Its audits are carried out with the aim of both improving financial management, as well as making European citizens aware of how public funds are used.


These are

based on records and, if necessary, performed on the spot in the other European institutions;

performed on the premises of any organisation which manages revenue or expenditure on behalf of the EU;

performed in the EU countries and in countries across the world, including on the premises of any natural or legal person in receipt of payments from the EU budget.

In its role as the EU’s external auditor, the Court cooperates with the national authorities and the European institutions. Moreover, it is able to request any information required to successfully complete its task from the EU institutions and bodies, organisations in receipt of payments from the European budget or from national audit institutions.

Work programmes

Each year, the Court adopts a work programme listing its priorities in terms of audit tasks. The programme is published, and presented to the Committee on Budgetary Control of the European Parliament by the Court’s President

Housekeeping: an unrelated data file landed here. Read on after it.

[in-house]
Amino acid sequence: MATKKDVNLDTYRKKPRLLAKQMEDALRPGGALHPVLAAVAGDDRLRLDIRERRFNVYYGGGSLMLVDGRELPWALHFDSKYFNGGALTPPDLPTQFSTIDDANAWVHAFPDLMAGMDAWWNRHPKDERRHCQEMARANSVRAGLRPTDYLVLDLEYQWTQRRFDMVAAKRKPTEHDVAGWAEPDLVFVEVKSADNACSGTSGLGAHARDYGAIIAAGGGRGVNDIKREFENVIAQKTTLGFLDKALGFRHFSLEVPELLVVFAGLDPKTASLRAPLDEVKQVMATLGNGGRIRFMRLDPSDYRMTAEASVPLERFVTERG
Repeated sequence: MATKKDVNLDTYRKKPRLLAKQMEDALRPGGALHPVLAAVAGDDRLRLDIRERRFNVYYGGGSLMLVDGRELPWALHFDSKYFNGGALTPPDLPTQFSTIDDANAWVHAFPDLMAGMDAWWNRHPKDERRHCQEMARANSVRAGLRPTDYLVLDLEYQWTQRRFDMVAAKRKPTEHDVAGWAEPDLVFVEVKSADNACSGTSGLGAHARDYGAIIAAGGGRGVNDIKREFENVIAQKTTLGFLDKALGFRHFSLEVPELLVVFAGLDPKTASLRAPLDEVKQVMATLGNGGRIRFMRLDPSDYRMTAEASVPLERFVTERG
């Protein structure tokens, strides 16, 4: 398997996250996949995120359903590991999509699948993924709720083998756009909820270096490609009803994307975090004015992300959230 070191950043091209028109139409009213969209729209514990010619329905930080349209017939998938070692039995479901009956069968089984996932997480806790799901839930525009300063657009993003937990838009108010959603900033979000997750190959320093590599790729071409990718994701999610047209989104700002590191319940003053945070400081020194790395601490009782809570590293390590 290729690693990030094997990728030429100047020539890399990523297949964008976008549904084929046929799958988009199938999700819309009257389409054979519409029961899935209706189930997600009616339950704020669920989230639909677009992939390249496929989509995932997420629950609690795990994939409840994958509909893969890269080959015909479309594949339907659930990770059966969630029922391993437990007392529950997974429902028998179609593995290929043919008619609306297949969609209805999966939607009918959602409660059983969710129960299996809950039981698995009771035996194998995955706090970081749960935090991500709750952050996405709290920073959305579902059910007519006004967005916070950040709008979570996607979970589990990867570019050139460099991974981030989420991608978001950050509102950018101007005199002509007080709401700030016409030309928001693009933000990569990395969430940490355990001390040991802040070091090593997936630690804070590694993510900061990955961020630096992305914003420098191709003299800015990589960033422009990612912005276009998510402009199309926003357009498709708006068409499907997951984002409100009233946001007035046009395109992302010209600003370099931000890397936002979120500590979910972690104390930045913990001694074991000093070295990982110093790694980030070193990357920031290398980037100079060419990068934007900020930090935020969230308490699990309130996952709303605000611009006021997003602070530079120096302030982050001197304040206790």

Annual discharge procedure

The Court of Auditors has no judicial powers and therefore no power to impose sanctions. After the close of each financial year, it draws up an annual report to be published in the Official Journal. This report concerns the management of the EU budget and the European Development Funds, by the competent institutions. It is a fundamental part of the European Parliament’s decision-making process regarding the granting of the budget discharge to the Commission.

The Court of Auditors also provides the Council and the Parliament with a statement of assurance concerning the reliability of the accounts and attesting that the budget has been used well, in accordance with the rules and regulations. In addition, the Court may also, at any time, submit observations, particularly in the form of special reports, on specific questions and deliver opinions or other review-based outputs at the request of one of the other European institutions or at its own initiative

The Court decides in formal session, by the majority of its members, on the adoption of the annual report. Its meetings are not public, unless it decides otherwise. It may also decide, on a case-by-case basis, to adopt decisions by written procedure.

The Court of Auditors reports on irregularities in the use of EU funds and refers any cases of suspected fraud detected during its audits to the European Anti-Fraud Office (OLAF).


From 1 June 2010.


The Court of Auditors was established in 1977 and since 1992 has been a fully-fledged EU institution. It is based in Luxembourg.

For more information, see:


Rules of Procedure of the Court of Auditors of the European Union



Entry into force

Deadline for transposition in the Member States

Official Journal

Rules of Procedure of the Court of Auditors of the European Union



OJ L 103, 23.4.2010, pp. 1-6

last update 15.10.2015